As the market for solar electric systems takes off, a growing number of technology companies are exploring hybrid systems, which reduce the use of coal and natural gas for energy generation.
One new technology theme that caught my attention in 2010 is a hybrid system that produces electricity while harvesting heat to create hot water or heat or cool a building.
The idea promises to use heat that would otherwise be lost into the air. The heat comes from crystalline silicon solar cells, which generally convert less than 20 percent of the sunlight that hits them into electricity.
PVT Solar started selling its rooftop systems to home builders in late 2009. Cogenra Solar installed its first pilot system on the grounds of a winery this past summer. I recently caught up with Peter Le Lievre, CEO of Chromasun, which plans to launch its first rooftop hybrid system in 2011.
Le Lievre co-founded Ausra, the concentrating solar thermal technology developer Areva bought in 2010. He said the idea of creating a hybrid system came while he was at Ausra. He started Chromasun in 2008 and set about creating a rooftop version of the solar thermal system. The company announced the close of a $3 million A round earlier this year.
Chromasun’s thermal system uses aluminum mirrors to concentrate the sun onto pipes that contain water or oil. The hot liquid goes to a heat exchanger to heat up water in a tank or to preheat a boiler, or it runs through a chiller to provide cooling. Using thermal energy reduces the reliance on natural gas or heating oil. Chromasun, based in San Jose, Calif., is initially targeting businesses and universities that might want the solar thermal system to run air conditioners.
To turn the thermal system into a hybrid Chromasun will mount a receiver lined with monocrystalline silicon solar cells, behind which a pipe captures and transfers heat to water coursing through it. The plan is to sell both the thermal-only systems and the hybrid, Le Lievre said.
Overall, each concentrator runs 3.2-meters long by 1.2 meters wide by 0.3-meter high, and the aluminum mirrors will concentrate the sun 20 times, Le Lievre said. The system can heat water up to 212-degrees Fahrenheit (100-degrees Celsius). It will be mounted on single-axis tracker and encased in glass. A glass canopy protects the solar collectors and relievers from debris and bird nests that otherwise are hard to clean or remove, Le Lievre said.
“We see that hybrid systems are for people who already are looking at PV and say, ‘Why not harvest the heat as well?’ Because, you are going to get the heat for very little cost,” Le Lievre said. “Whereas with thermal, we think of commercial customers who don’t ordinarily put PV on their rooftops. They want to reduce natural gas consumption.”
Engineering a hybrid system involves figuring out a trade-off between electricity and heat generation. Operating a system at 150-degrees Fahrenheit (65.6-degrees Celsius) presents a good trade-off, Le Lievre said.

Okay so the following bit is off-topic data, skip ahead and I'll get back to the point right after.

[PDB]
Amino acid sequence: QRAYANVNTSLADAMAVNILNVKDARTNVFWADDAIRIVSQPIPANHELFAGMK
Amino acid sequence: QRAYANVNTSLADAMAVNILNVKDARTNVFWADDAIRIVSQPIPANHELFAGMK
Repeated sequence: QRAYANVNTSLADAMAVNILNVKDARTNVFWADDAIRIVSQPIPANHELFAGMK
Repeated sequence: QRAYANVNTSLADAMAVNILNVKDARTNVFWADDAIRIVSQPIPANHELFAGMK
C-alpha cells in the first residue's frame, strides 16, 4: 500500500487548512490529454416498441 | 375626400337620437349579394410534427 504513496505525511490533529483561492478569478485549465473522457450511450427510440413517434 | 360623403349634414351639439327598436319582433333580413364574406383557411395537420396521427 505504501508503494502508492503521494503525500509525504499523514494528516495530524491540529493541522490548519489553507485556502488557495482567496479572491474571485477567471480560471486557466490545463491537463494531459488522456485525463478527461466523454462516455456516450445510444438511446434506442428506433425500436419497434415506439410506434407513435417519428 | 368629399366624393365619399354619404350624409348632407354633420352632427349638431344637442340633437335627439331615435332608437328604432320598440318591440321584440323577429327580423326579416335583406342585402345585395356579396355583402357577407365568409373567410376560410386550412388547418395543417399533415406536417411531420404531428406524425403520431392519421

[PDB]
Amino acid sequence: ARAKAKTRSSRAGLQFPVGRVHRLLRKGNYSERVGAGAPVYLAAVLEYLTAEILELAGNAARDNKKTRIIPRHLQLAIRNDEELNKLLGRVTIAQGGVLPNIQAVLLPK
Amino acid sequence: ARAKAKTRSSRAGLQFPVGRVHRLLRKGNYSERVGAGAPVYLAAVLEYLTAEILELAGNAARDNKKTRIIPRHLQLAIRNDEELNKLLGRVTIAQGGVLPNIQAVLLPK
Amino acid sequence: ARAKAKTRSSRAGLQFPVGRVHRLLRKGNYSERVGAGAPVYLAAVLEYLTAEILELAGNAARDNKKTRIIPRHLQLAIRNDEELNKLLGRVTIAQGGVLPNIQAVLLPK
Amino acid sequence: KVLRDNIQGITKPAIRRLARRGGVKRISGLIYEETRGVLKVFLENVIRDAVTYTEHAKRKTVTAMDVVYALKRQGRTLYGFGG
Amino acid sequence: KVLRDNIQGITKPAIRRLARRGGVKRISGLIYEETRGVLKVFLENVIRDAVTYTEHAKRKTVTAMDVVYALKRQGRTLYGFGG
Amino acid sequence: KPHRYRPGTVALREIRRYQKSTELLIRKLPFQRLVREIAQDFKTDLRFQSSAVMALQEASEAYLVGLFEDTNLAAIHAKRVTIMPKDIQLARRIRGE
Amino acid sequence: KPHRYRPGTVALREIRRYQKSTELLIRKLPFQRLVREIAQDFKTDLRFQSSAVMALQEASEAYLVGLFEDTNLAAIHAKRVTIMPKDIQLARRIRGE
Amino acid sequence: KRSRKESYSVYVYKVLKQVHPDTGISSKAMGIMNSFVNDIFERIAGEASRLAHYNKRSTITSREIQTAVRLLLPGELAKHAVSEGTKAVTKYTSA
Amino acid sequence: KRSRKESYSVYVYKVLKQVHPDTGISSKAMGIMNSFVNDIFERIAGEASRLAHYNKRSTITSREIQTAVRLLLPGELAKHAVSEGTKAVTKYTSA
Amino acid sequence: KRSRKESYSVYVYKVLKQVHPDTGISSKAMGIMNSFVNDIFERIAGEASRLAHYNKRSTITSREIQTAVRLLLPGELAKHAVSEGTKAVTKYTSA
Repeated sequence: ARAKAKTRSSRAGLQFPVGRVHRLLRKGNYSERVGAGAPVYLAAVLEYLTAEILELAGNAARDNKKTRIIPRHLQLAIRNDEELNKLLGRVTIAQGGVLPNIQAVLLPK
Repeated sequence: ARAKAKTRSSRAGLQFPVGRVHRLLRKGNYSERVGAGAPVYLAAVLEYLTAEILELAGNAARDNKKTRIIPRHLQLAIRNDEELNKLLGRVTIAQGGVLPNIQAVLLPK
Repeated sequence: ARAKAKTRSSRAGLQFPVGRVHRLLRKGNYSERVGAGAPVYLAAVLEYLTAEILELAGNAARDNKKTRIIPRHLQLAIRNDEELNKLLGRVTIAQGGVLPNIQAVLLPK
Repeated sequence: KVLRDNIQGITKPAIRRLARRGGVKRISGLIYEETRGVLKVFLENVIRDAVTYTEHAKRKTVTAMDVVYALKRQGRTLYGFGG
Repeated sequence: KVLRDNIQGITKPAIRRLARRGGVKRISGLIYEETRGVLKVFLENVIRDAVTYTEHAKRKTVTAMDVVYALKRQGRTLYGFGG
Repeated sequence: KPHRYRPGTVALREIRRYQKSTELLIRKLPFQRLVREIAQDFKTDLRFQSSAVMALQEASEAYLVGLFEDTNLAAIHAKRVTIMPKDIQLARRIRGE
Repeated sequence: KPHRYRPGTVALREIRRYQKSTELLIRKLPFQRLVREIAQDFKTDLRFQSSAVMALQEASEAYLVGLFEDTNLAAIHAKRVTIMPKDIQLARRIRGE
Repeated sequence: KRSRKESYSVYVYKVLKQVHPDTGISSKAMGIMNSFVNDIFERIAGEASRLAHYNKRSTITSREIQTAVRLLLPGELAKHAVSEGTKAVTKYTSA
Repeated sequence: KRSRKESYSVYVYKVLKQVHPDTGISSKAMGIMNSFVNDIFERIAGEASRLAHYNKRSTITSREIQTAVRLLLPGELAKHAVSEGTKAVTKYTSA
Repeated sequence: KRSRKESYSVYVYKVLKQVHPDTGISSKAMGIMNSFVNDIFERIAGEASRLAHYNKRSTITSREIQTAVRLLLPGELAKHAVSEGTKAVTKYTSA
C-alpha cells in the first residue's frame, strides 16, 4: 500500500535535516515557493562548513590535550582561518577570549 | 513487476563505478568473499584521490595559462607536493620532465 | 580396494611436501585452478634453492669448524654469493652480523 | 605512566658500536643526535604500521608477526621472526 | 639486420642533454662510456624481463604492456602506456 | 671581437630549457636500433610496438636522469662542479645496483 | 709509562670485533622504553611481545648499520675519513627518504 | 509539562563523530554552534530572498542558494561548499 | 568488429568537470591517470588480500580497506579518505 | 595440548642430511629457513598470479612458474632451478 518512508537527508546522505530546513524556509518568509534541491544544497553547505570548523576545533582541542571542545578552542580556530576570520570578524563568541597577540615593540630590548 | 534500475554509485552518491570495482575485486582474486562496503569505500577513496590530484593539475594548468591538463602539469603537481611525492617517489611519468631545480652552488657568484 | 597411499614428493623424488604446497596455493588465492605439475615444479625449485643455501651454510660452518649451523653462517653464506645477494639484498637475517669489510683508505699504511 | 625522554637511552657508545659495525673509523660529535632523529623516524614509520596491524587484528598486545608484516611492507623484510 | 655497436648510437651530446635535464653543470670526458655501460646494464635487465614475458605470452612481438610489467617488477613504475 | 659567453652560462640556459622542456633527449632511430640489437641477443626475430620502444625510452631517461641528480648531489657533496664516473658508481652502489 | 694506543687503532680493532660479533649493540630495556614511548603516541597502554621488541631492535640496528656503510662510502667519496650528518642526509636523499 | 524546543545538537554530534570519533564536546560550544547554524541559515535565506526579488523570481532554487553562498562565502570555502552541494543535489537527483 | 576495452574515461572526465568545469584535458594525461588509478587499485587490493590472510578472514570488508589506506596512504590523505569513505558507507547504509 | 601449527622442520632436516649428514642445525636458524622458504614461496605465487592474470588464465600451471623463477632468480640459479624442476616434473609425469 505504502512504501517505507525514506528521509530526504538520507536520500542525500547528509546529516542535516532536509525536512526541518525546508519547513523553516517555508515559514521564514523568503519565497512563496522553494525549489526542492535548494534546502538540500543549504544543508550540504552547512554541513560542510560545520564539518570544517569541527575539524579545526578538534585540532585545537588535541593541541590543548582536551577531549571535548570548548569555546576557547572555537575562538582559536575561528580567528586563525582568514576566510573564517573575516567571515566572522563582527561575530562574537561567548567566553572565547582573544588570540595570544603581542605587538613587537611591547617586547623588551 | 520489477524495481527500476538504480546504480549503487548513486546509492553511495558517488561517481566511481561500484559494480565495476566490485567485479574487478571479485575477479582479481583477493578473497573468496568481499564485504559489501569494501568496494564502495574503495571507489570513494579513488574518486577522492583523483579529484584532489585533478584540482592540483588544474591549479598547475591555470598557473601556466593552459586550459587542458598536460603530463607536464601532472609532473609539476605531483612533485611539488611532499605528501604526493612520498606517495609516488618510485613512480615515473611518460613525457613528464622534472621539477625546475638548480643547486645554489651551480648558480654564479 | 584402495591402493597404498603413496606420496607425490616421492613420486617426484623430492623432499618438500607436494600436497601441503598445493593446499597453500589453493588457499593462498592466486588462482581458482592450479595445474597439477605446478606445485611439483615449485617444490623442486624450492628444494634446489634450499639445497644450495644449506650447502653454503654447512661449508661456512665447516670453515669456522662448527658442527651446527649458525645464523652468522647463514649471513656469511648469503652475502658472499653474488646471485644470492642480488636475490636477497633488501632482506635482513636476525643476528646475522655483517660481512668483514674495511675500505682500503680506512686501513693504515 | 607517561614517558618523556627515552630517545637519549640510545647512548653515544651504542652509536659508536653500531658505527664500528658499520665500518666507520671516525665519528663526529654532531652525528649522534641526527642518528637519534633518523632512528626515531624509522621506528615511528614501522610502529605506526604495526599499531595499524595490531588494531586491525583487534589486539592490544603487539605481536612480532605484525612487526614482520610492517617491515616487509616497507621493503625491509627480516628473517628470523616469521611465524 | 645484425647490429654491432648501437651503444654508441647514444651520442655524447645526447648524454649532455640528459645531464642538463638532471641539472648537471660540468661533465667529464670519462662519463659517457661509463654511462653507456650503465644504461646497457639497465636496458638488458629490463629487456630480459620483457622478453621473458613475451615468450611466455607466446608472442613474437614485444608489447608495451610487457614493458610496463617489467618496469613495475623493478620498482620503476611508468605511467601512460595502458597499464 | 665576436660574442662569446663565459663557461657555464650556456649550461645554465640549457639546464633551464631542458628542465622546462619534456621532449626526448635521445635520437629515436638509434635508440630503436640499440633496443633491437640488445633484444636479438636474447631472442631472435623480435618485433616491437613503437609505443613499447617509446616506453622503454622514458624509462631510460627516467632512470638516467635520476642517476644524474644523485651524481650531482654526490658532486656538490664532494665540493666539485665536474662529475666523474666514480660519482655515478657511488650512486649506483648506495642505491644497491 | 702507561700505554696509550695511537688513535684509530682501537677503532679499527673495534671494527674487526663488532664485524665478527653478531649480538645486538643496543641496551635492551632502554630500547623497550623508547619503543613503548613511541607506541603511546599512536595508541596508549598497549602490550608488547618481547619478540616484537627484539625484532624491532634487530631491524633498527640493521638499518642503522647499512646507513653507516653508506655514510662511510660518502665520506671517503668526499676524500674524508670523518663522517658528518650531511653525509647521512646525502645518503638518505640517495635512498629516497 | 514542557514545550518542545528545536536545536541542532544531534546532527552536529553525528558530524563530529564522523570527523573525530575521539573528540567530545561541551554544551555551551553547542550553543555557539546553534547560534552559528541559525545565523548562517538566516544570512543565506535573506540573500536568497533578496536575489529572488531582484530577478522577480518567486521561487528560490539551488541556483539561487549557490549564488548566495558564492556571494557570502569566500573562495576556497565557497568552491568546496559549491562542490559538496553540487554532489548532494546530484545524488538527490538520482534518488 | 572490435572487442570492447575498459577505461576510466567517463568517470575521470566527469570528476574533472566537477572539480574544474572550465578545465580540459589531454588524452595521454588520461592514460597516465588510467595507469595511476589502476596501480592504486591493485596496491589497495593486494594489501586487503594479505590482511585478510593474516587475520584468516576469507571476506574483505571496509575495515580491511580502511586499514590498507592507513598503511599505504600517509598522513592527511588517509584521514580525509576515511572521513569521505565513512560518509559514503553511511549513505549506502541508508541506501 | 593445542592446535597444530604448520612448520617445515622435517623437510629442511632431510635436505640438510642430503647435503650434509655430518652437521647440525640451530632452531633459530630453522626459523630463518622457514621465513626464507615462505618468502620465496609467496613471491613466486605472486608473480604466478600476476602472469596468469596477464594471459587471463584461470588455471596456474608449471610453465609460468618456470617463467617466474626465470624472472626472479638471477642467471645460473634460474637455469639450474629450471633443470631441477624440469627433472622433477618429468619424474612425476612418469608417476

“The challenge with the hybrid is the operating temperature of the photovoltaic cells is limited to how hot you can run the system,” he added.
Solar cells lose their power output with prolonged exposure to high temperatures. Research shows that above 25-degrees Celsius (77-degrees Fahrenheit), crystalline silicon solar modules lose 0.5 percent of their output with every 1-degree Celsius increase. A hybrid system works at a higher temperature and produces hotter heat by slowing the flow of the fluid through the pipe. That means the heat lingers and lowers the solar cells’ performance. Conversely, the system can cool the cells by increasing the flow to whisk the heat away.
Figuring out how to harvest the heat without cooking the solar cells has stumped other technology developers in the past, according to Tim Merrigan, a senior program manager at the National Renewable Energy Laboratory.
Merrigan told me a few months back that the last time there was a wave of efforts to design hybrid systems was about 10-15 years ago, and many of those designs couldn’t remove the heat efficiently. A common approach back then was to put solar cells inside an enclosed, conventional solar thermal collector that used copper tubes to absorb the heat.
“By not having the right control over the fluid that was flowing through the system, it was increasing the temperatures of the PV cells. You weren’t getting the added benefit of the PV,” Merrigan said.
Developers of the new crop of hybrid systems claim they have found better ways to manage the trade-offs between electricity and heat production. In some cases, the developers use more sophisticated sensors and controls to do so.
Chromasun and its research partners in Australia recently won a $3.2 million grant to develop a next-generation hybrid system. The research will investigate methods to split light so that the solar cells will only receive a portion of the spectrum that they can use, said Le Lievre, who declined to provide details. The rest of the spectrum that typically turns into heat will be directed to the thermal receiver. This way, the cells will perform in a cooler environment. It also allows adjustments in the thermal part of the system to produce hotter heat.
The startup will contract with American and/or Chinese manufacturers to make components for its first-generation hybrid and thermal-only systems. The company already has a 16,000 square-foot assembly plant in San Jose that can put together 10 megawatts of thermal systems per year, Le Lievre said. The plan is to expand the manufacturing operation in late 2011 and locate assembly plants close to Chromasun’s customers.